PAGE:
Text messages as a powerful platform for social change

The basic design had those who signed up challenge their friends to take care of a text baby. They could either:

  1. Go to the DoSomething website and select five friends to challenge, or
  2. Challenge friends after reading a quick stat on US teen pregnancy sent via text from DoSomething to its 300,000 mobile subscribers.

Participants who accepted the challenge would then start receiving texts the following morning from the text baby. After completing the challenge, participants were prompted to send it to their own friends. DoSomething also followed up with 5,000 of the users with a text-based survey to measure impact.

DoSomething calculated that texting was 30 times more powerful than email for getting their users to take action

Once they defined their goals and identified the right data collect, here are some of the insights they gleaned, according to Nancy Lublin, CEO, and Jeffrey Bladt, chief data scientist:

  • SMS as a platform: In monitoring engagement per communication channel, they determined that SMS (text messaging) was be 30 times more powerful for getting their users to take action as compared to email.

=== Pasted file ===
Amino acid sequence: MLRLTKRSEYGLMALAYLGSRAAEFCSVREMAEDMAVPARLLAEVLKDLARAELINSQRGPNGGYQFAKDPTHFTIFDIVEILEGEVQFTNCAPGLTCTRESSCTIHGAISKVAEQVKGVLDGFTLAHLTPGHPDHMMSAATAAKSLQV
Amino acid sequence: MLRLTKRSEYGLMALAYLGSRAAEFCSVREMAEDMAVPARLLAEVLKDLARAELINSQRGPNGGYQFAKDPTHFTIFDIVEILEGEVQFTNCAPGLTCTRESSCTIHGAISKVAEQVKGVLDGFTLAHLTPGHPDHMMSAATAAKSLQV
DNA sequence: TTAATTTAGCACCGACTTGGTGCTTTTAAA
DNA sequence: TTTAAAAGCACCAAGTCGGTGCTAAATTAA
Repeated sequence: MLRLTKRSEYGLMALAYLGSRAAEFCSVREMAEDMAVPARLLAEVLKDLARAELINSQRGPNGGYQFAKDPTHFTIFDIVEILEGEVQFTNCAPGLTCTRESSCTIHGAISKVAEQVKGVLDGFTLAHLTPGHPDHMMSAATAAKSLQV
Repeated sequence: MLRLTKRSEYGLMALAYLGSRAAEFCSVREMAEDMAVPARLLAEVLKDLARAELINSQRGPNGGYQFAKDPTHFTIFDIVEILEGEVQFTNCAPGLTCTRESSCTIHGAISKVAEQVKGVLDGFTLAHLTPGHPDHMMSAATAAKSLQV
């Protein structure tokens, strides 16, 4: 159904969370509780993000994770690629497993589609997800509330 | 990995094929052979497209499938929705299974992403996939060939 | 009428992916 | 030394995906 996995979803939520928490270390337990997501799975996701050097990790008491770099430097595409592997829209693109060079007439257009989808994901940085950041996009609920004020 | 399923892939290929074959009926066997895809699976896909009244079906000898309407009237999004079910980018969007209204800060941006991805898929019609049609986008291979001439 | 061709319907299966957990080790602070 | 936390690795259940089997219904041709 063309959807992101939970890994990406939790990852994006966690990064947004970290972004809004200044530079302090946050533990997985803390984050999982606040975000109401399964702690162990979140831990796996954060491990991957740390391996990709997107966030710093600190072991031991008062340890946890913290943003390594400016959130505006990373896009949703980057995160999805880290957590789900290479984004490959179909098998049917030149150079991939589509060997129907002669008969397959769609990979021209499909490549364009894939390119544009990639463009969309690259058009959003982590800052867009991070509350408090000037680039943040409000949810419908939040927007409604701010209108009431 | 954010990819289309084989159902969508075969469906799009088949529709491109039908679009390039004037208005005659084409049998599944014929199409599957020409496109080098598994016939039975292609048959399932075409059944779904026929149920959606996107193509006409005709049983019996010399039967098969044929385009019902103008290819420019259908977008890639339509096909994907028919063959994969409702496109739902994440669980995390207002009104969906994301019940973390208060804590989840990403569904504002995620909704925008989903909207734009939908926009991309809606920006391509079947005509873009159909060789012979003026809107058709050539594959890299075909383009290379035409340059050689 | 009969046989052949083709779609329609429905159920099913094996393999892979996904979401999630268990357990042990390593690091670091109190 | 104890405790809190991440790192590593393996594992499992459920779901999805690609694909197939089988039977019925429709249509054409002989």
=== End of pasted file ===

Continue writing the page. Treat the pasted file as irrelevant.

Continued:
• Challenging five friends: They tested various group sizes for SMS experience and have found the a group of six (one “alpha” inviting friends) leads to the highest overall engagement.
  • Research-based messaging: The general messaging for the campaign was based on survey findings that found
    1. Big scare tactics — for example, getting pregnant equals not going to college — were not as effective as highlighting how being a teen parent changes daily life (for example, can’t go to the movies because the babysitter canceled)
    2. A report by the Centers for Disease Control found, “The impact of strong pregnancy prevention messages directed to teenagers has been credited with the [recent] teen birth rates decline.”